Photo (cc) by Tobyotter
It may not surprise you that many older Americans don’t have the money they need to retire. Nearly one-third of people 50 and older have neither savings nor a traditional pension. Even among those who do save, many cannot put aside as much as they’ll need.
The answer: Aging in place
The savings deficit makes moving to an assisted living facility out of the question for many — maybe most –seniors, as the midrange cost for assisted living is $3,600 a month, and prices are much higher in many cities.
Fortunately, a new movement called “neighborhood villages” is starting to fill the money gap, letting older people avoid assisted living by staying put in their homes for most or all of their lives. The fact is that most of us, with money or not, would rather grow old in our own homes, AARP pollsters find. “Aging in place,” is the term often used.
Pet walking to grocery runs
Village to Village Network, a nonprofit organization that encourages neighborhood villages and helps volunteers start them, describes the movement this way:
Villages are membership-driven, grass-roots organizations that, through both volunteers and paid staff, coordinate access to affordable services including transportation, health and wellness programs, home repairs, social and educational activities, and other day-to-day needs enabling individuals to remain connected to their community throughout the aging process.
3 main purposes
Villages vary in their particulars, but they provide three main components:
- They consolidate local services and make them available through a one-call concierge phone line connecting members with the help they need to keep living in their homes. Villages may offer a list of prescreened tradespeople like handymen, electricians, carpenters and plumbers, and discounts on services that members need, such as at-home care, for example. Member volunteers may provide other things — pet walking, grocery delivery, check-in calls, home maintenance help, errands and transportation to doctor appointments, for instance.
- Villages also support members’ physical health through exercises and activities.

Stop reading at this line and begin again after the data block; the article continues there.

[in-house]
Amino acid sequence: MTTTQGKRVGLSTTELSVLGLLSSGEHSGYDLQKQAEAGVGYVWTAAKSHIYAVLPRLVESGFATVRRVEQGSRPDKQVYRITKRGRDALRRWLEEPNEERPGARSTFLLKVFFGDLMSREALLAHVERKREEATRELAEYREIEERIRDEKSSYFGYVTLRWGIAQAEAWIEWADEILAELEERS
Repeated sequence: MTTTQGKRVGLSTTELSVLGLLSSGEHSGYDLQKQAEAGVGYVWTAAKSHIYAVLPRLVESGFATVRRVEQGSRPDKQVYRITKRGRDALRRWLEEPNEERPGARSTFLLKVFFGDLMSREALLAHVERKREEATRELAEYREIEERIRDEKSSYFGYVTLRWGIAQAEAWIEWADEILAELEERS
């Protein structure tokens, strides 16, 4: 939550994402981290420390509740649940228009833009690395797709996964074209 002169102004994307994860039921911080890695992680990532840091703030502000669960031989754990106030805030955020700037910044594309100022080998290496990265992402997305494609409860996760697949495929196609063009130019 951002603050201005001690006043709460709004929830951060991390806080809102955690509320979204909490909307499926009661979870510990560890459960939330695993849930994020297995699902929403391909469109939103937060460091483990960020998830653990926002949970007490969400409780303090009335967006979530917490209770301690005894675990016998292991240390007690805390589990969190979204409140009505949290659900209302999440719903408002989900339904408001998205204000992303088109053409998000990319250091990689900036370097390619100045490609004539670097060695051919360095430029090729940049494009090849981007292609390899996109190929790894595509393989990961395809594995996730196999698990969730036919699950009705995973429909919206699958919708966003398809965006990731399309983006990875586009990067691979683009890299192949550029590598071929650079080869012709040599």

- They strengthen social and emotional health through clubs, activities, outings and social events that support crucial friendships, connections and community.
Costs vary, but membership fees appear to run as high as several hundred dollars per person per year.
Network of villages
So far 190 grass-roots, member-run villages are up and running across the country, the network says. Another 185 or so are in the works for a total of some 25,000 members in the United States. Villages also have popped up in Australia, The Netherlands and Canada.
This map and list let you find villages where you live. A few examples:
- Beacon Hill Village in Boston was founded in 2001 and is the model for the fast-growing movement. Annual membership: $675 for an individual, $975 for households.
- Capitol Hill Village is one of two dozen villages in Washington, D.C. Founded eight years ago, it is another pioneer village. About half of its 400 members volunteer within the village. Annual membership: $530 for an individual, $800 for households.
- Monadnack at Home, in New Hampshire, has 90 member households and serves 10 rural communities. Annual membership: $450 for an individual, $600 for households.
Villages are supported by member fees, but some villages subsidize some of their memberships for those who have trouble paying.
Start a village where you live
- See articles and tools for starting a village at Village to Village Network. Membership, including videos, documents, articles, forums, mentoring, document templates, funding sources and use of the network site, is $375 a year. Groups exploring the concept can join for $100 for six months.
- Search the National Aging in Place Council’s directory of local service providers.
- Watch Judy Willett, former director of Village to Village Network, describe the movement’s origins in a TEDx Talk video.